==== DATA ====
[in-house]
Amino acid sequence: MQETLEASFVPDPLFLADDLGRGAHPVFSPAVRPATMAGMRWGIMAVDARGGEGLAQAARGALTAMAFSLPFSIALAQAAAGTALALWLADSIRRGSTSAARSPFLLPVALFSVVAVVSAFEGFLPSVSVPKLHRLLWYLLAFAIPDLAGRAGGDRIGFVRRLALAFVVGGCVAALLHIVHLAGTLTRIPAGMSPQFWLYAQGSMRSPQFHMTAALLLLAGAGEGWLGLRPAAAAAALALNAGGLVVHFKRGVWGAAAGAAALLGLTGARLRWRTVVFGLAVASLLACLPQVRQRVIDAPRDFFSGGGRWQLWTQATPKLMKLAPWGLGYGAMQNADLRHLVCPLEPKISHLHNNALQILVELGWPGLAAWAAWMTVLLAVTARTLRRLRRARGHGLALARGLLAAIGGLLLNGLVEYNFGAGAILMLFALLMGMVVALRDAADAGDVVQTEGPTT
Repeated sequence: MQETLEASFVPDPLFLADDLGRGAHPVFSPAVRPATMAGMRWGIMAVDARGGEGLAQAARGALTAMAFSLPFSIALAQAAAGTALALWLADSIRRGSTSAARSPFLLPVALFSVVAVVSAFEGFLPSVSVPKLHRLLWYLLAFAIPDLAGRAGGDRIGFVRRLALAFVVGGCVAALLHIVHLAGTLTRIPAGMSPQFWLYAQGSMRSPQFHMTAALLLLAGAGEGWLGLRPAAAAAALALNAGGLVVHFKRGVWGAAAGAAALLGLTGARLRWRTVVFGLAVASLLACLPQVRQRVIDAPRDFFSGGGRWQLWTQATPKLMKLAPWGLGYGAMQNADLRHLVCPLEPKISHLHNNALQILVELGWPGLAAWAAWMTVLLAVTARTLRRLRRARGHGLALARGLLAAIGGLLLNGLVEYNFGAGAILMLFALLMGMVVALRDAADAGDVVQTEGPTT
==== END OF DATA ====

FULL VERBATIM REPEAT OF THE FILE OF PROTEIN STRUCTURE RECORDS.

[in-house]
Amino acid sequence: MQETLEASFVPDPLFLADDLGRGAHPVFSPAVRPATMAGMRWGIMAVDARGGEGLAQAARGALTAMAFSLPFSIALAQAAAGTALALWLADSIRRGSTSAARSPFLLPVALFSVVAVVSAFEGFLPSVSVPKLHRLLWYLLAFAIPDLAGRAGGDRIGFVRRLALAFVVGGCVAALLHIVHLAGTLTRIPAGMSPQFWLYAQGSMRSPQFHMTAALLLLAGAGEGWLGLRPAAAAAALALNAGGLVVHFKRGVWGAAAGAAALLGLTGARLRWRTVVFGLAVASLLACLPQVRQRVIDAPRDFFSGGGRWQLWTQATPKLMKLAPWGLGYGAMQNADLRHLVCPLEPKISHLHNNALQILVELGWPGLAAWAAWMTVLLAVTARTLRRLRRARGHGLALARGLLAAIGGLLLNGLVEYNFGAGAILMLFALLMGMVVALRDAADAGDVVQTEGPTT
Repeated sequence: MQETLEASFVPDPLFLADDLGRGAHPVFSPAVRPATMAGMRWGIMAVDARGGEGLAQAARGALTAMAFSLPFSIALAQAAAGTALALWLADSIRRGSTSAARSPFLLPVALFSVVAVVSAFEGFLPSVSVPKLHRLLWYLLAFAIPDLAGRAGGDRIGFVRRLALAFVVGGCVAALLHIVHLAGTLTRIPAGMSPQFWLYAQGSMRSPQFHMTAALLLLAGAGEGWLGLRPAAAAAALALNAGGLVVHFKRGVWGAAAGAAALLGLTGARLRWRTVVFGLAVASLLACLPQVRQRVIDAPRDFFSGGGRWQLWTQATPKLMKLAPWGLGYGAMQNADLRHLVCPLEPKISHLHNNALQILVELGWPGLAAWAAWMTVLLAVTARTLRRLRRARGHGLALARGLLAAIGGLLLNGLVEYNFGAGAILMLFALLMGMVVALRDAADAGDVVQTEGPTT